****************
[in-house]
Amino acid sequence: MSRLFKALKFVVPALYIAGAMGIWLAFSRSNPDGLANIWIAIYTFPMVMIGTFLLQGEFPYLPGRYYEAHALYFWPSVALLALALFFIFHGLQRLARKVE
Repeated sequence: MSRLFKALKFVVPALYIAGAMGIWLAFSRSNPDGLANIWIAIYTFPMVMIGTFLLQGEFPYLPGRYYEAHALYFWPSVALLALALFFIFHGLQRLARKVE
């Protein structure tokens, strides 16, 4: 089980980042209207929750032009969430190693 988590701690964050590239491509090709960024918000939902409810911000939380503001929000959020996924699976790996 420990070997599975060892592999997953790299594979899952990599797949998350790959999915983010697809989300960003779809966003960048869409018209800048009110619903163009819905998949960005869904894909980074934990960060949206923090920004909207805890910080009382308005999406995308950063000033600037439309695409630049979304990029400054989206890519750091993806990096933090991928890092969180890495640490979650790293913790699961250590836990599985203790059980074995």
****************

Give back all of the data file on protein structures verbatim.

[in-house]
Amino acid sequence: MSRLFKALKFVVPALYIAGAMGIWLAFSRSNPDGLANIWIAIYTFPMVMIGTFLLQGEFPYLPGRYYEAHALYFWPSVALLALALFFIFHGLQRLARKVE
Repeated sequence: MSRLFKALKFVVPALYIAGAMGIWLAFSRSNPDGLANIWIAIYTFPMVMIGTFLLQGEFPYLPGRYYEAHALYFWPSVALLALALFFIFHGLQRLARKVE
């Protein structure tokens, strides 16, 4: 089980980042209207929750032009969430190693 988590701690964050590239491509090709960024918000939902409810911000939380503001929000959020996924699976790996 420990070997599975060892592999997953790299594979899952990599797949998350790959999915983010697809989300960003779809966003960048869409018209800048009110619903163009819905998949960005869904894909980074934990960060949206923090920004909207805890910080009382308005999406995308950063000033600037439309695409630049979304990029400054989206890519750091993806990096933090991928890092969180890495640490979650790293913790699961250590836990599985203790059980074995």